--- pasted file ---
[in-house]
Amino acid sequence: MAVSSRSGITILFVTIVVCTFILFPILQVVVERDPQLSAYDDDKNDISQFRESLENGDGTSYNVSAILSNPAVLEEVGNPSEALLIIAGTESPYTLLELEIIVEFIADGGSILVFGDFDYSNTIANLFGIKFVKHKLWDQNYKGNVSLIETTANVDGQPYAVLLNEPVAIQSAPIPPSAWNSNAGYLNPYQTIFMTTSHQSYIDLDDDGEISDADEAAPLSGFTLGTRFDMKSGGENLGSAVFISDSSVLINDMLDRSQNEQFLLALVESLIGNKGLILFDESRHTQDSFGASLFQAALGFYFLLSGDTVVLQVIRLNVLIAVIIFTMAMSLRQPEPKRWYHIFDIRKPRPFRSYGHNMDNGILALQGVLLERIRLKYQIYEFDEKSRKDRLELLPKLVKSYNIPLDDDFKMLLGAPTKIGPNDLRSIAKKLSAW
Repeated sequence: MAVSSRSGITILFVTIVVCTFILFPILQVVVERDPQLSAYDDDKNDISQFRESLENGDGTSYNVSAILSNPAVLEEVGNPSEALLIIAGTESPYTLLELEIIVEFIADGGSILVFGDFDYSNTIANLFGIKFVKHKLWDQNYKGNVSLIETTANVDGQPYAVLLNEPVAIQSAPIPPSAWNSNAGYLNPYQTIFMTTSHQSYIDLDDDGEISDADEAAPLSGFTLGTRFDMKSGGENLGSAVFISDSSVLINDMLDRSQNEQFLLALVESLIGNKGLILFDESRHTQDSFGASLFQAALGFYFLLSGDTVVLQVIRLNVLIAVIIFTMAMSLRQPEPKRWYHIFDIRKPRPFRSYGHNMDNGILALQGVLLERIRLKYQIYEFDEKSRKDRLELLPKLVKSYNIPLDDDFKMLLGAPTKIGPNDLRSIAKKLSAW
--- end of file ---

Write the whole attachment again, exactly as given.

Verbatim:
[in-house]
Amino acid sequence: MAVSSRSGITILFVTIVVCTFILFPILQVVVERDPQLSAYDDDKNDISQFRESLENGDGTSYNVSAILSNPAVLEEVGNPSEALLIIAGTESPYTLLELEIIVEFIADGGSILVFGDFDYSNTIANLFGIKFVKHKLWDQNYKGNVSLIETTANVDGQPYAVLLNEPVAIQSAPIPPSAWNSNAGYLNPYQTIFMTTSHQSYIDLDDDGEISDADEAAPLSGFTLGTRFDMKSGGENLGSAVFISDSSVLINDMLDRSQNEQFLLALVESLIGNKGLILFDESRHTQDSFGASLFQAALGFYFLLSGDTVVLQVIRLNVLIAVIIFTMAMSLRQPEPKRWYHIFDIRKPRPFRSYGHNMDNGILALQGVLLERIRLKYQIYEFDEKSRKDRLELLPKLVKSYNIPLDDDFKMLLGAPTKIGPNDLRSIAKKLSAW
Repeated sequence: MAVSSRSGITILFVTIVVCTFILFPILQVVVERDPQLSAYDDDKNDISQFRESLENGDGTSYNVSAILSNPAVLEEVGNPSEALLIIAGTESPYTLLELEIIVEFIADGGSILVFGDFDYSNTIANLFGIKFVKHKLWDQNYKGNVSLIETTANVDGQPYAVLLNEPVAIQSAPIPPSAWNSNAGYLNPYQTIFMTTSHQSYIDLDDDGEISDADEAAPLSGFTLGTRFDMKSGGENLGSAVFISDSSVLINDMLDRSQNEQFLLALVESLIGNKGLILFDESRHTQDSFGASLFQAALGFYFLLSGDTVVLQVIRLNVLIAVIIFTMAMSLRQPEPKRWYHIFDIRKPRPFRSYGHNMDNGILALQGVLLERIRLKYQIYEFDEKSRKDRLELLPKLVKSYNIPLDDDFKMLLGAPTKIGPNDLRSIAKKLSAW